Alien encounters in film

Alien
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Learning from Alien Encounters in Film

For most of us, our experience with extraterrestrial beings is limited to the films we watch. Whether it’s in the form of a friendly buddy alien like in E.T. or the more dangerous, murder-obsessed stereotype – as is the case with Ridley Scott’s Alien franchise – the appearance and temperament of aliens in film is as varied as those of the human characters.

As with several aspects of a film’s narrative, there are things any viewer can learn from alien encounters in film. Some films provide relatively subtle political commentary masked as sci-fi fun. Others may comment on societal issues by depicting a societal reaction to an impending invasion or arrival. What’s for sure is that alien encounters in film have quite a colorful history.

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Early Alien Films and Hostile Military Fears

The alien films of the ‘40s and ‘50s were produced during a time where the public feared a military invasion, to the point where some would need counseling and therapy. With World War II just ending, in addition to the prospect of World War III with Russia, several alien-related films during this time captured the feel of militaristic war-based fears, such as an opposing army invading a town.

Two 1951 films, The Man From Planet X and The Day the Earth Stood Still, depict initially peaceful aliens whose violent tendencies come out after being exposed to human evils, such as the scientist attacking the extraterrestrial in The Man From Planet X. This plot provides indication of an increasingly popular perception among western audiences regarding humankind’s latent evil, a pessimism derived from wartime horrors. Both films essentially inform the audience that, if an alien species were to arrive, they may not be villainous at all – until humankind shows its true colors through segregation and a willingness to wage war, which was displayed fully off-screen at the time.

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Violent Aliens Hit the Big Screen

Whereas some of the earliest science fiction films depicted aliens as initially peaceful, before humankind’s latent evil transforms their temperaments for the worse, later films would depict alien beings as downright bloodthirsty. Eventually, by the time The War of the Worlds was released in 1953, cut-and-dry violent aliens were the more popular presentation.

Without question, the aliens in films such as The War of the Worlds and It Came from Outer Space were emotionally void and relatively animalistic in appearance, showing no sympathy in kidnapping humans and taking over cities. Although H.G. Wells’ original novel version of The War of the Worlds was an allegorical representation of the British Empire’s horrific foreign policy, the film presented warlike conditions where the aliens’ intentions were secondary to their ruthless and villainous presentation.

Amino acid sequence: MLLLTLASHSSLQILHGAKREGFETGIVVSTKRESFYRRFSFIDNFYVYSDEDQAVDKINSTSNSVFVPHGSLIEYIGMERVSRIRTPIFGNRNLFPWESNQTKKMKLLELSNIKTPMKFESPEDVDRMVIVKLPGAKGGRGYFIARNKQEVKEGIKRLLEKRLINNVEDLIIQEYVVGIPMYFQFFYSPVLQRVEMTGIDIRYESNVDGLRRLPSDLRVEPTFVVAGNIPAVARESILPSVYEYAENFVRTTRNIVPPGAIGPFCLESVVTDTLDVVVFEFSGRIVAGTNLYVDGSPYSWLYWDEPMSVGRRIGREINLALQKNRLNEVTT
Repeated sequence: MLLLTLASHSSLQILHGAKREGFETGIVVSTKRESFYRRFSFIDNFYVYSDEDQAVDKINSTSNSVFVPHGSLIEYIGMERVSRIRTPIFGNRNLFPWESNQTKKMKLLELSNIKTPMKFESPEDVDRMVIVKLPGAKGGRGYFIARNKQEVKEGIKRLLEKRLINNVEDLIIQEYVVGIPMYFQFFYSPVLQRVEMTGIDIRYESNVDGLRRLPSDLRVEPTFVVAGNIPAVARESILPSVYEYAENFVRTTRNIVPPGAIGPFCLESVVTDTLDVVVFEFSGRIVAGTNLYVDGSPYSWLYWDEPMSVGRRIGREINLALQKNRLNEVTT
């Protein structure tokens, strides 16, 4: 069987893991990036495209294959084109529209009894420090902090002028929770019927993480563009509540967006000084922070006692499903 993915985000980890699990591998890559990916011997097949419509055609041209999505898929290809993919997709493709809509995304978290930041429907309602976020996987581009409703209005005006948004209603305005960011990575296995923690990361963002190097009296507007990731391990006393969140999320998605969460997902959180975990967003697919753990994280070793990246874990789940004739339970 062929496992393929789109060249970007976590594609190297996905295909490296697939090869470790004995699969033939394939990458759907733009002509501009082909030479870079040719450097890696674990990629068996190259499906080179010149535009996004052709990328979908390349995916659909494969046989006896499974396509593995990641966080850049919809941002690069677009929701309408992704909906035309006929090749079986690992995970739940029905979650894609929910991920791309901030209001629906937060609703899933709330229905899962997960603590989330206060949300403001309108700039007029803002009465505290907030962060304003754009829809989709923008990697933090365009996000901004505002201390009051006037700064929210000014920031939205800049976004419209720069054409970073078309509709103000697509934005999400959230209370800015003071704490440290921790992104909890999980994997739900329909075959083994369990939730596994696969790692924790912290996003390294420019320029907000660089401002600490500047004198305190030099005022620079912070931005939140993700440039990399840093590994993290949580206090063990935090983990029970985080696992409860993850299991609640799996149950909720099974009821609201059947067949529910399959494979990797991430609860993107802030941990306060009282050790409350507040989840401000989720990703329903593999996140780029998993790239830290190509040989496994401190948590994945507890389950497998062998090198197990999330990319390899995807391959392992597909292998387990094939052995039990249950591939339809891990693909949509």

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Us vs. Them: A Mentality Made More Prevalent by Wartime

The transition in the ‘50s from more sympathetic and cognitive aliens to ruthless villainous invaders was likely a result of both wartime fears and nationalistic urges, specifically in the “us vs. them” mentality that was increasingly present throughout the world after the Second World War subsided and whispers of the Cold War began.

It’s no surprise that the paranoia brought on from war resulted in an increase of alien sightings in the late ‘40s and early ‘50s, which filmmakers certainly used to their advantage to attract viewers with an emotional appeal. Depicting villainous aliens, rather than understanding ones, aligned more naturally with what viewers were expecting after just having witnessed a bloody war.

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From the ‘60s to Today: Funny, Friendly, and Evil Aliens

After wartime paranoia resulted in many of the aliens of the ‘40s and ‘50s being depicted as villainous ciphers, the decades that followed were more eclectic in their representation. It even took on a comedic tone, sometimes unintentionally, with cheesy sci-fi films like Ed Wood’s infamous Plan 9 from Outer Space and Philip Kaufman’s 1978 remake of Invasion of the Body Snatchers. Friendly aliens also began to appear in film, the most popular being Steven Spielberg’s E.T. The Seth Rogen-voiced alien in Paul and Kevin Spacey’s K-PAX character are other friendly aliens of note.

Of course, the traditional “us vs. them” aliens continue to be depicted, whether it’s Spielberg’s 2005 adaptation of War of the Worlds, or action-packed spectacles like Battle: Los Angeles, Aliens vs Predator and Cloverfield. Today, alien appearances in film are very eclectic, continuing to serve as a source of entertainment that now relies on filmmakers’ imaginative, and definitely varied, interpretations of extraterrestrial races.

 

Looking back at the history of aliens in film provides knowledge relating to worldwide paranoia, political perception, and cultural values at the time of an alien film’s release. In fact, one could argue that alien movies aren’t about the aliens at all, but about what they reveal and awaken inside the audience.

Written by contributor Daniel Faris